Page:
Or maybe she’s perfectly comfortable with her choice.  Also completely possible.  The point is, I don’t know. I don’t understand.  And I can’t, if I’m not allowed to ask.  If I’m not allowed to tell it from my side.   I’m not always right, and we will not always agree.  That’s okay.  I don’t need to agree with my network on every issue to love and respect them . I truly don’t.  What I do need is to understand.

When I refuse to scroll on by, I learn so much.  I learn that the new mom was desperately calling out for help, and I can share what worked for me.  Or I learn that she was just strongly advocating for her position, and we learn that this topic is now off-limits for the sake of our friendship . Either way, it’s a much better ending than me being upset and cutting off contact.  Not to mention all the lurkers reading the thread that may have been hoping for a different point of view.  I can’t even begin to tell you how much knowledge I’ve gained simply by reading the different stances of people, even when I wasn’t quite ready to listen the first few times.  Rinse and repeat for virtually any other topic.

Now, of course, there’s a way to disagree.  Or rather, there’s an acceptable way to present your side, without coming across like an arrogant jerk.  Diplomacy should never be underestimated.  If you come to the conversation slinging insults and mud, it’s unlikely that any decent point you’re making will ever be heard.  You actually can be a voice of disagreement and still be respectful of everyone involved.  I suspect the people who don’t follow this are the reason this whole scroll on by business even came to fruition.  Do us all a favour and don’t be that guy.  Nobody likes that guy.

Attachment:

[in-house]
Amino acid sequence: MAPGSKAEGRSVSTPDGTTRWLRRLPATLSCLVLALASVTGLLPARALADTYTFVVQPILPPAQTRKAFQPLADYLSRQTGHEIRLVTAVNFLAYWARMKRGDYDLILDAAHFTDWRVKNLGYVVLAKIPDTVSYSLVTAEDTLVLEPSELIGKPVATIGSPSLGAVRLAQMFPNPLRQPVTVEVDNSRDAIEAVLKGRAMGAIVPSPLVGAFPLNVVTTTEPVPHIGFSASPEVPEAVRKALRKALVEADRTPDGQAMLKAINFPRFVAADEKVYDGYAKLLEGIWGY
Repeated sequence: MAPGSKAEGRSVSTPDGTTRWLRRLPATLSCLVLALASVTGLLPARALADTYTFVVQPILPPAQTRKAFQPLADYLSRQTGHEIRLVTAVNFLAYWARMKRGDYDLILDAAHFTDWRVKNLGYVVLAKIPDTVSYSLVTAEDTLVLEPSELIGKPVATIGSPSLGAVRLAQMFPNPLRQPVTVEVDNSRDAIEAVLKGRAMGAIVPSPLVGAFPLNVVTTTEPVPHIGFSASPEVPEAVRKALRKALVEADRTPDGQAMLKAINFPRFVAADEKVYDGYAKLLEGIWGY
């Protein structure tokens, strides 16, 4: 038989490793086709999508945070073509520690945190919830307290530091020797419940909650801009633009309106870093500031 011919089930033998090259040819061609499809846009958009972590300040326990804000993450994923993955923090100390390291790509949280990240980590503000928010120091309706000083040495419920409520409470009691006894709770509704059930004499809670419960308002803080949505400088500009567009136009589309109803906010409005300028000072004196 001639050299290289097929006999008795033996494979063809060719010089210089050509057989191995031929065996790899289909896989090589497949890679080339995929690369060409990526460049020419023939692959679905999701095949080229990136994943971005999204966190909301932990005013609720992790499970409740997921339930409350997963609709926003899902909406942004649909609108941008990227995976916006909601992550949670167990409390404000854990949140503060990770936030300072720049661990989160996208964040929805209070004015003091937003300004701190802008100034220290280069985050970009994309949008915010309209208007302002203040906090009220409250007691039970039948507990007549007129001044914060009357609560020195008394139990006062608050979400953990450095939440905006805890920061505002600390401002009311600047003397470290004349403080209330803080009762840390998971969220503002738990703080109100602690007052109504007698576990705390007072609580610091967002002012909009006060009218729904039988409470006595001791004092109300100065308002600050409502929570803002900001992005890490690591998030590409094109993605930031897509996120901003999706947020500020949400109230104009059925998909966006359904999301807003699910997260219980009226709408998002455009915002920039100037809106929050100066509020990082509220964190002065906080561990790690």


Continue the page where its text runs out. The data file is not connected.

I’m not the be-all-end-all guru of the world – I’ve got a lot to learn, too.  I hope that people won’t be afraid to challenge my beliefs, whatever those may be, so I can continue to question, learn, and grow.  Sometimes, it ends with me coming out with a new perspective.  Sometimes it makes me more stable in my original position.  It’s all still growth, and it won’t happen by scrollin’ on by.

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Posted by on July 7, 2015 in Parenting, Random Shit

 

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The Trouble With “This Too Shall Pass”

 

You hear it everywhere.  Baby doesn’t sleep, like, ever? Not to worry – this too shall pass.  Toddler being aggressive and hurting others? Normal.  This too shall pass.  Teenager seemingly hates you?  It’s just the hormones – this too shall pass.  Job is frustrating the hell out of you?  That happens to everybody, sometimes.  This too shall pass.  Rough patch in your marriage?  Marriage is hard.  This too shall pass.

The four words that have become the commonplace answer for each of life’s frustrations.  The catch-all that tells you that it’s just a phase and not to worry.  The statement that is, in my opinion, extremely problematic.